(German: work will set you free)
The inscription over the gate of the Auschwitz I camp comes from the title of a novel by the German writer Lorenz Diefenbach entitled Die Wahrheit macht frei (the truth will set you free).
Before the war, the slogan was used in Germany in programs to reduce mass unemployment. After the Nazis took power, the phrase appeared at the entrances to other concentration camps and ghettos aside from Auschwitz, including Dachau, Sachsenhausen, Flossenbürg, Gross‑Rosen and Theresienstadt.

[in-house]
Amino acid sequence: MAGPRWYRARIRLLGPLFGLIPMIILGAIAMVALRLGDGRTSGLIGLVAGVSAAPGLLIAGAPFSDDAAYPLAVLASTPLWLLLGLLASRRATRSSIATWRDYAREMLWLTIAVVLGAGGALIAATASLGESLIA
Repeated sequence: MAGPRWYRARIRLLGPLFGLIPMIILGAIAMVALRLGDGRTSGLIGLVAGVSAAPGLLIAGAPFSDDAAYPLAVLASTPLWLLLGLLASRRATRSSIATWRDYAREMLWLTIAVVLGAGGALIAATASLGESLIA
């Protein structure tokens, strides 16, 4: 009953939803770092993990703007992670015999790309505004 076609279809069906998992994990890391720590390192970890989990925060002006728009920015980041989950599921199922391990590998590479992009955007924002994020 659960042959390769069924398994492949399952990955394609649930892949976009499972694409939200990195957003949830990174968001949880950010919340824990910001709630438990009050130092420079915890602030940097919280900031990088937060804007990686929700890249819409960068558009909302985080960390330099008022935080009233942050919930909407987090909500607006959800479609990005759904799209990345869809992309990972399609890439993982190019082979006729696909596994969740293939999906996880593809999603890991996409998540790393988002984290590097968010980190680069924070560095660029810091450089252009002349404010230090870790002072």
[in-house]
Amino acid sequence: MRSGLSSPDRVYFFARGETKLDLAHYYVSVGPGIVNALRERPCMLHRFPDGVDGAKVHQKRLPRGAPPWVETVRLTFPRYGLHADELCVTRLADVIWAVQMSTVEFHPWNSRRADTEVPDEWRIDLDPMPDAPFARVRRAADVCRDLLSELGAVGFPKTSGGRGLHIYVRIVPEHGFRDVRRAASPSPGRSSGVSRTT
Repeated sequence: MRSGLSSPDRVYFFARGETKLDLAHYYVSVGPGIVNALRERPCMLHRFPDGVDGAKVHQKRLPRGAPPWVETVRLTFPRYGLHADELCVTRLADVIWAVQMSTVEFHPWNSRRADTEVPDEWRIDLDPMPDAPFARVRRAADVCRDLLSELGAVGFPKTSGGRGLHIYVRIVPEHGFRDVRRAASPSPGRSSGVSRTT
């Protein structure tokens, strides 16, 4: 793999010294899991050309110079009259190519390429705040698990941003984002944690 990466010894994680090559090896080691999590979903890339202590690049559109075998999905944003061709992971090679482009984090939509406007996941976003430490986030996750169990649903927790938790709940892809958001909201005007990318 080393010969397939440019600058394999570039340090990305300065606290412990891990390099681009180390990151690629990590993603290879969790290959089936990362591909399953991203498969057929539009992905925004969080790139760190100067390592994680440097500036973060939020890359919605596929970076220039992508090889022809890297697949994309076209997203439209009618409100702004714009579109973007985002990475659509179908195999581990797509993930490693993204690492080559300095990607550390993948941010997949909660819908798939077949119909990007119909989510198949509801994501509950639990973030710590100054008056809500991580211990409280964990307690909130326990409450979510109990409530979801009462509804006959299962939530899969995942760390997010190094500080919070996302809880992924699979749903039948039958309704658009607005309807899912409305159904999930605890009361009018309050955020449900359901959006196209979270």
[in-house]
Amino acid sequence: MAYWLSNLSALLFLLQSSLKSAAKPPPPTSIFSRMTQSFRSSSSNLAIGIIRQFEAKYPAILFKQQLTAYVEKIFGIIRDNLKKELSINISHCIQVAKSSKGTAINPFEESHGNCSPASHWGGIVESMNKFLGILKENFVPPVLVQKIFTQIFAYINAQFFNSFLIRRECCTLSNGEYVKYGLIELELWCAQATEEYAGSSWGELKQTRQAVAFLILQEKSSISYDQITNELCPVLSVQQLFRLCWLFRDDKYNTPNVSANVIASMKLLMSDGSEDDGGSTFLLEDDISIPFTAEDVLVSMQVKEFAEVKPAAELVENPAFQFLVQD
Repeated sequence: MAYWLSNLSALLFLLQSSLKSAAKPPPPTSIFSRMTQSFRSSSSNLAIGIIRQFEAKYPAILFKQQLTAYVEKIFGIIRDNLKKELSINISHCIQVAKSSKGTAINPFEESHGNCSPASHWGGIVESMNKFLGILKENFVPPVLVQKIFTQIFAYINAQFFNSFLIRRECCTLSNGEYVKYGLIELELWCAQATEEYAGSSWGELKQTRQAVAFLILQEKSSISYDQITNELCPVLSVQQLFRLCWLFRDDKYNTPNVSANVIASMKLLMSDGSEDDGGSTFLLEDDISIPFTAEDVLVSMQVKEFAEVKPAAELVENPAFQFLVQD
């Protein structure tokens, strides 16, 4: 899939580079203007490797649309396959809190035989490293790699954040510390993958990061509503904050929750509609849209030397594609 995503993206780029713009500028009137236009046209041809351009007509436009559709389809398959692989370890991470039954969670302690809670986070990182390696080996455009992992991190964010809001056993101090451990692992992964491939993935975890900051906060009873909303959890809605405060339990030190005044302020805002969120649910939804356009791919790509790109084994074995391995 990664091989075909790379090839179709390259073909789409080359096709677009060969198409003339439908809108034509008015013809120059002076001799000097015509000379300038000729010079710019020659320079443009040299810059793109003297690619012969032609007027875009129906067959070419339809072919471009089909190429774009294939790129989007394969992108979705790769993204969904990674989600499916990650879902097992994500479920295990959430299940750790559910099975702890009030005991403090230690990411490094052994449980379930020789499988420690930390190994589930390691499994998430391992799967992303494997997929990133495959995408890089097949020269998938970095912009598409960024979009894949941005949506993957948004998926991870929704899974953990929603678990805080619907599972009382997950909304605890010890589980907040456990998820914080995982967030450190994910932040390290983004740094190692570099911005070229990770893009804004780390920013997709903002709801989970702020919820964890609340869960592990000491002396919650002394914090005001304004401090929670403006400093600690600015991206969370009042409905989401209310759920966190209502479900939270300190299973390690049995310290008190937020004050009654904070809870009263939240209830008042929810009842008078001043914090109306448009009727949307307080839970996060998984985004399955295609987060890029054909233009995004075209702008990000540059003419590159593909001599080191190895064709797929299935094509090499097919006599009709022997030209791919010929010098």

The letter B was attached upside down, which some prisoners interpreted as an act of resistance aimed at the duplicity of the slogan above the gate. It is more probable, however, that it was merely accidental. In December 2009, the inscription was stolen and cut up into pieces on orders from a Swedish neo-Nazi. It was secured two days later, repaired and conserved. A replica of the original now hangs above the gate.